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The decommissioned cement carrier J.B. Ford sits docked at the Gavilon Grain LLC dock at the Port of Duluth-Superior in Superior, Wisconsin, Jan. 4, 2012. The International Joint Commission oversees water-quality issues and disputes concerning waters shared by Canada and the United States.Ariana Lindquist/Bloomberg

The federal government has appointed two former Conservative politicians to fill vacancies at the International Joint Commission, a key bilateral institution that oversees water that Canada shares with the United States.

Benoît Bouchard and Gordon Walker were each appointed to four-year terms, which began earlier this month. The Commission's current chair, Joseph Comuzzi, remains in that role until his term expires early next year, according to a government website on federal appointments.

The International Joint Commission was established by the U.S. and Canadian governments more than a century ago, and is responsible for preventing and managing water-related disputes. Earlier this spring, it released a report recommending that the two governments look into ways to slow down the flow of water in the St. Clair River in an effort to raise water levels in Lake Michigan and Lake Huron.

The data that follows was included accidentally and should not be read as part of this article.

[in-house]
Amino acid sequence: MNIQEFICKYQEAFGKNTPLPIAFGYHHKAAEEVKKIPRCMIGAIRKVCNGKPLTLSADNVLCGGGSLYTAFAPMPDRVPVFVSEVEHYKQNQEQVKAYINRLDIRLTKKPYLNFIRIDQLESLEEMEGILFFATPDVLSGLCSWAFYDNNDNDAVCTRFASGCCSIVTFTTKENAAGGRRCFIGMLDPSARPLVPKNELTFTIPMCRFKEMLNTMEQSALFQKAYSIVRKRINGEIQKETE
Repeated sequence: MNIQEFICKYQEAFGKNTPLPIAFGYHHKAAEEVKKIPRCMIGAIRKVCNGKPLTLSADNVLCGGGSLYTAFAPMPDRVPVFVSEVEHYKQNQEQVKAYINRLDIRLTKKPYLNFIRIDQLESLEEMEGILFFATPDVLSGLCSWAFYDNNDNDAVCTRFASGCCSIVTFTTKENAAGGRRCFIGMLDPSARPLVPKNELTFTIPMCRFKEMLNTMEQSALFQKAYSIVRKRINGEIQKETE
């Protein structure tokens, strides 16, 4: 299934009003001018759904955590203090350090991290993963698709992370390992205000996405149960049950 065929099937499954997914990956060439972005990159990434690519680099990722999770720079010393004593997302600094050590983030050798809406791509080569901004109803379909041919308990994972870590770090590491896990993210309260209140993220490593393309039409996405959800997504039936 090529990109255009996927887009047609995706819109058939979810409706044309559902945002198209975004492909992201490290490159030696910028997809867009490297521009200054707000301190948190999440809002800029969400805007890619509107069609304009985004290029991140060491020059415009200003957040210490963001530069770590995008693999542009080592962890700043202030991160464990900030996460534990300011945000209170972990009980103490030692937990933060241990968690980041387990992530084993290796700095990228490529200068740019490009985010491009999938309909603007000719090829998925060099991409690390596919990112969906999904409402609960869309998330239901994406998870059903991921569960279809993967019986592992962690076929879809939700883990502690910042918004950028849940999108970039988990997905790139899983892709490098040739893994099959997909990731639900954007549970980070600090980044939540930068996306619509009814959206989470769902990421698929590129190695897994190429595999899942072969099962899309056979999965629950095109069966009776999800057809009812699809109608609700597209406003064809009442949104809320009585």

Canada and the U.S. are expected to appoint three commissioners each to the bilateral organization. The latest Canadian appointments were made one month after the government faced criticism from environmentalists for allowing two of the three seats to go vacant – including one position that was not filled for more than a year.

Mr. Bouchard is a former Progressive Conservative MP who served as a minister in former prime minister Brian Mulroney's government. He was Canada's ambassador to France for several years in the 1990s, and was appointed to the Transportation and Safety Board in 1996 by then-prime minister Jean Chrétien.

Mr. Walker is a former Progressive Conservative MPP for Ontario who previously served as on the International Joint Commission between 1992 and 1995.

The Commission will hold a series of public hearings next month on water levels in Lake Ontario and the St. Lawrence River.